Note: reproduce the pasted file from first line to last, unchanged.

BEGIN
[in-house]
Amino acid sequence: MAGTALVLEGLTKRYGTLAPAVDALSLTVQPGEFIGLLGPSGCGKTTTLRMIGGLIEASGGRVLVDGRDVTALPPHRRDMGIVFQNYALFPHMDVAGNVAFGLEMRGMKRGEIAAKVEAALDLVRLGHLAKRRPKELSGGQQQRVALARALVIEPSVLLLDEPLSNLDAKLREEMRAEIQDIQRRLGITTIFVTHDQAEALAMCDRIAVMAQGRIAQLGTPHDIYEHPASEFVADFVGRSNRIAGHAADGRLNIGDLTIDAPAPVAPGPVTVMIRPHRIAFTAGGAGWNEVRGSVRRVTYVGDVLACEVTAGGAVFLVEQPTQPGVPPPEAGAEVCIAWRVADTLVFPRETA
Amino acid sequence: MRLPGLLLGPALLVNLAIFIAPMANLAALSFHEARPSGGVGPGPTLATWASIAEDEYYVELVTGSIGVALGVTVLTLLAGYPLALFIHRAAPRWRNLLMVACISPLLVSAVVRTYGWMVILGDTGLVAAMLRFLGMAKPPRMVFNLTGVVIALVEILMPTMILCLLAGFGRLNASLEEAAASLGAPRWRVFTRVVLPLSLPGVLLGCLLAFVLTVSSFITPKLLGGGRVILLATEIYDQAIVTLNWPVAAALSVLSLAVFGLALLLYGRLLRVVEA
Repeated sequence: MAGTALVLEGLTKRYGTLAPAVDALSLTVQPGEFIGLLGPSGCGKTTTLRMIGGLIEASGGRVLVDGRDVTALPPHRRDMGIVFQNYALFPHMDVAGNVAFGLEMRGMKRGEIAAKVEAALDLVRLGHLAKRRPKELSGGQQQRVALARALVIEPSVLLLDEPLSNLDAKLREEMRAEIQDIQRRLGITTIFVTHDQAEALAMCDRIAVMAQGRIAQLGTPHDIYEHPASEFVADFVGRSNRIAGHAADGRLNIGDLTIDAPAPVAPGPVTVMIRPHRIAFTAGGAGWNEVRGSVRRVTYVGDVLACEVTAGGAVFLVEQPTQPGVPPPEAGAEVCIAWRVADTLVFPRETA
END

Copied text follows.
[in-house]
Amino acid sequence: MAGTALVLEGLTKRYGTLAPAVDALSLTVQPGEFIGLLGPSGCGKTTTLRMIGGLIEASGGRVLVDGRDVTALPPHRRDMGIVFQNYALFPHMDVAGNVAFGLEMRGMKRGEIAAKVEAALDLVRLGHLAKRRPKELSGGQQQRVALARALVIEPSVLLLDEPLSNLDAKLREEMRAEIQDIQRRLGITTIFVTHDQAEALAMCDRIAVMAQGRIAQLGTPHDIYEHPASEFVADFVGRSNRIAGHAADGRLNIGDLTIDAPAPVAPGPVTVMIRPHRIAFTAGGAGWNEVRGSVRRVTYVGDVLACEVTAGGAVFLVEQPTQPGVPPPEAGAEVCIAWRVADTLVFPRETA
Amino acid sequence: MRLPGLLLGPALLVNLAIFIAPMANLAALSFHEARPSGGVGPGPTLATWASIAEDEYYVELVTGSIGVALGVTVLTLLAGYPLALFIHRAAPRWRNLLMVACISPLLVSAVVRTYGWMVILGDTGLVAAMLRFLGMAKPPRMVFNLTGVVIALVEILMPTMILCLLAGFGRLNASLEEAAASLGAPRWRVFTRVVLPLSLPGVLLGCLLAFVLTVSSFITPKLLGGGRVILLATEIYDQAIVTLNWPVAAALSVLSLAVFGLALLLYGRLLRVVEA
Repeated sequence: MAGTALVLEGLTKRYGTLAPAVDALSLTVQPGEFIGLLGPSGCGKTTTLRMIGGLIEASGGRVLVDGRDVTALPPHRRDMGIVFQNYALFPHMDVAGNVAFGLEMRGMKRGEIAAKVEAALDLVRLGHLAKRRPKELSGGQQQRVALARALVIEPSVLLLDEPLSNLDAKLREEMRAEIQDIQRRLGITTIFVTHDQAEALAMCDRIAVMAQGRIAQLGTPHDIYEHPASEFVADFVGRSNRIAGHAADGRLNIGDLTIDAPAPVAPGPVTVMIRPHRIAFTAGGAGWNEVRGSVRRVTYVGDVLACEVTAGGAVFLVEQPTQPGVPPPEAGAEVCIAWRVADTLVFPRETA